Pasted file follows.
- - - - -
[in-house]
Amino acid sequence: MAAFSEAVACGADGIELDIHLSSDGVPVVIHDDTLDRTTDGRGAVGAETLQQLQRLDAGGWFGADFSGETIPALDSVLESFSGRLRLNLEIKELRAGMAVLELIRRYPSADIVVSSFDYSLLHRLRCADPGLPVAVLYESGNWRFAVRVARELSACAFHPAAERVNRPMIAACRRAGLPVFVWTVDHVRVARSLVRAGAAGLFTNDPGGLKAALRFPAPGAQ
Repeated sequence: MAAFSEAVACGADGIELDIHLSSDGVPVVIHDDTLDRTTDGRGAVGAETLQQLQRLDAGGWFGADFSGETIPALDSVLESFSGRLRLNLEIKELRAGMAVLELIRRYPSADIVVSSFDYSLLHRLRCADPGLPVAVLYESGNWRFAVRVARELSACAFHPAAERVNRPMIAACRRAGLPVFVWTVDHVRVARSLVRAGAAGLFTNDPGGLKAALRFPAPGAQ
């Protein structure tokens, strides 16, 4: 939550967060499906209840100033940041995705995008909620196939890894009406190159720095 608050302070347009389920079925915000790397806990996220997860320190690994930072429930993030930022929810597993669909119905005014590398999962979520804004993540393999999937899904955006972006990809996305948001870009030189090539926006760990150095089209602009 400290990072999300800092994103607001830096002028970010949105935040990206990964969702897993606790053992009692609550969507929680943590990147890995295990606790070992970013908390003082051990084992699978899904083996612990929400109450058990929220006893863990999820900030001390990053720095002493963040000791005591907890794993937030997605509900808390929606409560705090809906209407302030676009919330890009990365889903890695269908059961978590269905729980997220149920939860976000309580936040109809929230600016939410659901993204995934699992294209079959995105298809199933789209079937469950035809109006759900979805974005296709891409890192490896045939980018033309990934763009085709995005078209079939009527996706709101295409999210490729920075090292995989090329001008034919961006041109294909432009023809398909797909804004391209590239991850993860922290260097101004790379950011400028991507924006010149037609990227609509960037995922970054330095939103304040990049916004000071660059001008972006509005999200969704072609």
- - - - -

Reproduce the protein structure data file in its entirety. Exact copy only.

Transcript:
[in-house]
Amino acid sequence: MAAFSEAVACGADGIELDIHLSSDGVPVVIHDDTLDRTTDGRGAVGAETLQQLQRLDAGGWFGADFSGETIPALDSVLESFSGRLRLNLEIKELRAGMAVLELIRRYPSADIVVSSFDYSLLHRLRCADPGLPVAVLYESGNWRFAVRVARELSACAFHPAAERVNRPMIAACRRAGLPVFVWTVDHVRVARSLVRAGAAGLFTNDPGGLKAALRFPAPGAQ
Repeated sequence: MAAFSEAVACGADGIELDIHLSSDGVPVVIHDDTLDRTTDGRGAVGAETLQQLQRLDAGGWFGADFSGETIPALDSVLESFSGRLRLNLEIKELRAGMAVLELIRRYPSADIVVSSFDYSLLHRLRCADPGLPVAVLYESGNWRFAVRVARELSACAFHPAAERVNRPMIAACRRAGLPVFVWTVDHVRVARSLVRAGAAGLFTNDPGGLKAALRFPAPGAQ
């Protein structure tokens, strides 16, 4: 939550967060499906209840100033940041995705995008909620196939890894009406190159720095 608050302070347009389920079925915000790397806990996220997860320190690994930072429930993030930022929810597993669909119905005014590398999962979520804004993540393999999937899904955006972006990809996305948001870009030189090539926006760990150095089209602009 400290990072999300800092994103607001830096002028970010949105935040990206990964969702897993606790053992009692609550969507929680943590990147890995295990606790070992970013908390003082051990084992699978899904083996612990929400109450058990929220006893863990999820900030001390990053720095002493963040000791005591907890794993937030997605509900808390929606409560705090809906209407302030676009919330890009990365889903890695269908059961978590269905729980997220149920939860976000309580936040109809929230600016939410659901993204995934699992294209079959995105298809199933789209079937469950035809109006759900979805974005296709891409890192490896045939980018033309990934763009085709995005078209079939009527996706709101295409999210490729920075090292995989090329001008034919961006041109294909432009023809398909797909804004391209590239991850993860922290260097101004790379950011400028991507924006010149037609990227609509960037995922970054330095939103304040990049916004000071660059001008972006509005999200969704072609």